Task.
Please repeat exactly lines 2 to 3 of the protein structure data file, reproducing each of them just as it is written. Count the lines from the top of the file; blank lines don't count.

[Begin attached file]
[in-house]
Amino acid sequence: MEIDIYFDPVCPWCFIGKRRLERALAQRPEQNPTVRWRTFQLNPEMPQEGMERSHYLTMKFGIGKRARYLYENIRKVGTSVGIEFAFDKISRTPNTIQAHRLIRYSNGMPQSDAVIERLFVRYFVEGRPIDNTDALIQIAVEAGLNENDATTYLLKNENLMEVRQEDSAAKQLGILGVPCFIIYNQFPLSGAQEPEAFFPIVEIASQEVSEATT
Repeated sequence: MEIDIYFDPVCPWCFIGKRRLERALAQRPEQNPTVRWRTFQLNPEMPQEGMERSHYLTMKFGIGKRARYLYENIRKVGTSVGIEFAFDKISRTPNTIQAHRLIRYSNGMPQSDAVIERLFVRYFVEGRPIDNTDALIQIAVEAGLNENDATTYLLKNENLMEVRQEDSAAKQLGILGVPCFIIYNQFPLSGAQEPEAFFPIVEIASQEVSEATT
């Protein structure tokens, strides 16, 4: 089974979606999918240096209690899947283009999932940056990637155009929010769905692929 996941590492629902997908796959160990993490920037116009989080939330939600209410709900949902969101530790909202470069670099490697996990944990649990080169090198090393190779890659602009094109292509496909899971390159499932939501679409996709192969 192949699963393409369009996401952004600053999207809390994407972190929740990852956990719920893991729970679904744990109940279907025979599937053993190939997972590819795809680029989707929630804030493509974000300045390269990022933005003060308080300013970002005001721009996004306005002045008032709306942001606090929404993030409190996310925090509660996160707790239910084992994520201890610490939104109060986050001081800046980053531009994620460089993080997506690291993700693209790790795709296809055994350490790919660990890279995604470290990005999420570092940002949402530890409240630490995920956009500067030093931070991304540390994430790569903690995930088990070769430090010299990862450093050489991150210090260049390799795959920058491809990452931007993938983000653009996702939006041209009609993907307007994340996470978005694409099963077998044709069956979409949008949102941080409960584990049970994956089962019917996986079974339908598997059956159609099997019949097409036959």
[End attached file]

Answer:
Amino acid sequence: MEIDIYFDPVCPWCFIGKRRLERALAQRPEQNPTVRWRTFQLNPEMPQEGMERSHYLTMKFGIGKRARYLYENIRKVGTSVGIEFAFDKISRTPNTIQAHRLIRYSNGMPQSDAVIERLFVRYFVEGRPIDNTDALIQIAVEAGLNENDATTYLLKNENLMEVRQEDSAAKQLGILGVPCFIIYNQFPLSGAQEPEAFFPIVEIASQEVSEATT
Repeated sequence: MEIDIYFDPVCPWCFIGKRRLERALAQRPEQNPTVRWRTFQLNPEMPQEGMERSHYLTMKFGIGKRARYLYENIRKVGTSVGIEFAFDKISRTPNTIQAHRLIRYSNGMPQSDAVIERLFVRYFVEGRPIDNTDALIQIAVEAGLNENDATTYLLKNENLMEVRQEDSAAKQLGILGVPCFIIYNQFPLSGAQEPEAFFPIVEIASQEVSEATT